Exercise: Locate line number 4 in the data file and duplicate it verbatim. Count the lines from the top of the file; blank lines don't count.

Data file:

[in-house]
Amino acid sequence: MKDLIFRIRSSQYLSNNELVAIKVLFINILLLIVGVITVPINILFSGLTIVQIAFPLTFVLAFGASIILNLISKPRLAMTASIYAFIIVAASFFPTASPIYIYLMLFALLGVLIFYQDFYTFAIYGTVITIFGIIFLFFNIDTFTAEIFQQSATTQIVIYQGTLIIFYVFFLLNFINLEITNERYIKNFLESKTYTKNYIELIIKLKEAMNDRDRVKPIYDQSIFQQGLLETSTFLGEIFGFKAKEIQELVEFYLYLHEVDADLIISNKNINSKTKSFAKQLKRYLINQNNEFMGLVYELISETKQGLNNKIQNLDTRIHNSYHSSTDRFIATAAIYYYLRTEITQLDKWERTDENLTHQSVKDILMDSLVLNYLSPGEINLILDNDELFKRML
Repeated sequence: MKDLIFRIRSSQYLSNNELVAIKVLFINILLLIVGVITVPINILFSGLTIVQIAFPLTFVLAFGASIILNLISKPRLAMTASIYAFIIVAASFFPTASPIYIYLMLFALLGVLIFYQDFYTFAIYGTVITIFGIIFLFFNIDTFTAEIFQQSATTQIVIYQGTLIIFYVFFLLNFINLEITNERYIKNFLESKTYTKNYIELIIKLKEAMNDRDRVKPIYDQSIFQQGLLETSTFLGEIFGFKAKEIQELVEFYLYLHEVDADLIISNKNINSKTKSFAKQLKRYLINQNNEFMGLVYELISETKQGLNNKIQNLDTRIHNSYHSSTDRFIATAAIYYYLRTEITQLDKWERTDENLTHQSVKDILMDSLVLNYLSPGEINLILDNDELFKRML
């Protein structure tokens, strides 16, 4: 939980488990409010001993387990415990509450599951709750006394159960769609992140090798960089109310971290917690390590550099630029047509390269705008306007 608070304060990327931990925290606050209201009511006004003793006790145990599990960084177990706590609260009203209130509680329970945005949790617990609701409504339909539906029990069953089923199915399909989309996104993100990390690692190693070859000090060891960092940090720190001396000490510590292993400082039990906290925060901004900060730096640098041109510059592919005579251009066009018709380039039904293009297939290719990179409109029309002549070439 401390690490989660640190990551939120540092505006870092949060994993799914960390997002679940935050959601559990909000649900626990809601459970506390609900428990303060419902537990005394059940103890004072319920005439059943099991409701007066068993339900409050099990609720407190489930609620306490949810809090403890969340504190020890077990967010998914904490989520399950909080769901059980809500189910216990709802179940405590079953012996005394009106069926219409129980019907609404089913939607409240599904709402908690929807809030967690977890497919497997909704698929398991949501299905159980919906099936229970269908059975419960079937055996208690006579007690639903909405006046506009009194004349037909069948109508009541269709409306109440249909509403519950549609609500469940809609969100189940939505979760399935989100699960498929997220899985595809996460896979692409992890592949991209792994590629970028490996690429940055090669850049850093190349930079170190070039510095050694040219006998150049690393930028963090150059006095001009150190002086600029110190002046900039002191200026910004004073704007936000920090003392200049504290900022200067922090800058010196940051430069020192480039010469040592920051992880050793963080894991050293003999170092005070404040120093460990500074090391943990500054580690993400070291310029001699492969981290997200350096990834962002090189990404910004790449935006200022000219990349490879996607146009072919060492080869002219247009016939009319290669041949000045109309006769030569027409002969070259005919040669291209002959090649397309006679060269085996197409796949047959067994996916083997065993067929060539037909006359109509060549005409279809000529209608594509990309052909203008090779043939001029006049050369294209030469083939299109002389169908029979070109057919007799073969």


């Protein structure tokens, strides 16, 4: 939980488990409010001993387990415990509450599951709750006394159960769609992140090798960089109310971290917690390590550099630029047509390269705008306007 608070304060990327931990925290606050209201009511006004003793006790145990599990960084177990706590609260009203209130509680329970945005949790617990609701409504339909539906029990069953089923199915399909989309996104993100990390690692190693070859000090060891960092940090720190001396000490510590292993400082039990906290925060901004900060730096640098041109510059592919005579251009066009018709380039039904293009297939290719990179409109029309002549070439 401390690490989660640190990551939120540092505006870092949060994993799914960390997002679940935050959601559990909000649900626990809601459970506390609900428990303060419902537990005394059940103890004072319920005439059943099991409701007066068993339900409050099990609720407190489930609620306490949810809090403890969340504190020890077990967010998914904490989520399950909080769901059980809500189910216990709802179940405590079953012996005394009106069926219409129980019907609404089913939607409240599904709402908690929807809030967690977890497919497997909704698929398991949501299905159980919906099936229970269908059975419960079937055996208690006579007690639903909405006046506009009194004349037909069948109508009541269709409306109440249909509403519950549609609500469940809609969100189940939505979760399935989100699960498929997220899985595809996460896979692409992890592949991209792994590629970028490996690429940055090669850049850093190349930079170190070039510095050694040219006998150049690393930028963090150059006095001009150190002086600029110190002046900039002191200026910004004073704007936000920090003392200049504290900022200067922090800058010196940051430069020192480039010469040592920051992880050793963080894991050293003999170092005070404040120093460990500074090391943990500054580690993400070291310029001699492969981290997200350096990834962002090189990404910004790449935006200022000219990349490879996607146009072919060492080869002219247009016939009319290669041949000045109309006769030569027409002969070259005919040669291209002959090649397309006679060269085996197409796949047959067994996916083997065993067929060539037909006359109509060549005409279809000529209608594509990309052909203008090779043939001029006049050369294209030469083939299109002389169908029979070109057919007799073969």